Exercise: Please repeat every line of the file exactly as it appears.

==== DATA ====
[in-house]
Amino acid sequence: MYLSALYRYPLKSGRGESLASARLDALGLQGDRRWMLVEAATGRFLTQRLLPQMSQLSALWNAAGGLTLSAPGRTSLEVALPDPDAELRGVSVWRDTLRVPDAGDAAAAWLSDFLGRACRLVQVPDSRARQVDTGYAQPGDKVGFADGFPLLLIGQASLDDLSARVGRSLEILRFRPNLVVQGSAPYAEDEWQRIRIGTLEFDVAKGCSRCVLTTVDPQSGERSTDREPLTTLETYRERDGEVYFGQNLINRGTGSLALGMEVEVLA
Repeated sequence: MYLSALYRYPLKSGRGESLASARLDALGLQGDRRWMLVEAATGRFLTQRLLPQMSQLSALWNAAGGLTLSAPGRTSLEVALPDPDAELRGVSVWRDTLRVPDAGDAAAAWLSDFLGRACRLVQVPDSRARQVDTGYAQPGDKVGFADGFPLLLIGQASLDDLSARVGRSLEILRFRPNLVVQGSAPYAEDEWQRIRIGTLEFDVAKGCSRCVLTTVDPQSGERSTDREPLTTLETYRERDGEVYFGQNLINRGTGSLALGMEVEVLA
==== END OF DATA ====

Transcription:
[in-house]
Amino acid sequence: MYLSALYRYPLKSGRGESLASARLDALGLQGDRRWMLVEAATGRFLTQRLLPQMSQLSALWNAAGGLTLSAPGRTSLEVALPDPDAELRGVSVWRDTLRVPDAGDAAAAWLSDFLGRACRLVQVPDSRARQVDTGYAQPGDKVGFADGFPLLLIGQASLDDLSARVGRSLEILRFRPNLVVQGSAPYAEDEWQRIRIGTLEFDVAKGCSRCVLTTVDPQSGERSTDREPLTTLETYRERDGEVYFGQNLINRGTGSLALGMEVEVLA
Repeated sequence: MYLSALYRYPLKSGRGESLASARLDALGLQGDRRWMLVEAATGRFLTQRLLPQMSQLSALWNAAGGLTLSAPGRTSLEVALPDPDAELRGVSVWRDTLRVPDAGDAAAAWLSDFLGRACRLVQVPDSRARQVDTGYAQPGDKVGFADGFPLLLIGQASLDDLSARVGRSLEILRFRPNLVVQGSAPYAEDEWQRIRIGTLEFDVAKGCSRCVLTTVDPQSGERSTDREPLTTLETYRERDGEVYFGQNLINRGTGSLALGMEVEVLA